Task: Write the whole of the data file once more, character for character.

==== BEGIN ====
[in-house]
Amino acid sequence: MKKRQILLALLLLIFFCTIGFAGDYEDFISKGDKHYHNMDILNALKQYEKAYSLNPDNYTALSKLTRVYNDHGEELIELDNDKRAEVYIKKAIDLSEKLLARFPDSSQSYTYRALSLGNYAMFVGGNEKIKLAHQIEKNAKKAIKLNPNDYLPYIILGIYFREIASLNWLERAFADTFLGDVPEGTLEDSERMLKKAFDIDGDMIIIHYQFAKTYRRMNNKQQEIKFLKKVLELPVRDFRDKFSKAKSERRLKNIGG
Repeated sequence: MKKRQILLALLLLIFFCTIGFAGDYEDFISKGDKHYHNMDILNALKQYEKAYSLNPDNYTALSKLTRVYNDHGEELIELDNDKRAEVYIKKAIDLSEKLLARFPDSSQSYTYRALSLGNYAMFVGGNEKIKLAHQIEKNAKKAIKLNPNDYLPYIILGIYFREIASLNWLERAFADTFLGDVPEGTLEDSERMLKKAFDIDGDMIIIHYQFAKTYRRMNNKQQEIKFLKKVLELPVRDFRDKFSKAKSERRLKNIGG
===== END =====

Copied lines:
[in-house]
Amino acid sequence: MKKRQILLALLLLIFFCTIGFAGDYEDFISKGDKHYHNMDILNALKQYEKAYSLNPDNYTALSKLTRVYNDHGEELIELDNDKRAEVYIKKAIDLSEKLLARFPDSSQSYTYRALSLGNYAMFVGGNEKIKLAHQIEKNAKKAIKLNPNDYLPYIILGIYFREIASLNWLERAFADTFLGDVPEGTLEDSERMLKKAFDIDGDMIIIHYQFAKTYRRMNNKQQEIKFLKKVLELPVRDFRDKFSKAKSERRLKNIGG
Repeated sequence: MKKRQILLALLLLIFFCTIGFAGDYEDFISKGDKHYHNMDILNALKQYEKAYSLNPDNYTALSKLTRVYNDHGEELIELDNDKRAEVYIKKAIDLSEKLLARFPDSSQSYTYRALSLGNYAMFVGGNEKIKLAHQIEKNAKKAIKLNPNDYLPYIILGIYFREIASLNWLERAFADTFLGDVPEGTLEDSERMLKKAFDIDGDMIIIHYQFAKTYRRMNNKQQEIKFLKKVLELPVRDFRDKFSKAKSERRLKNIGG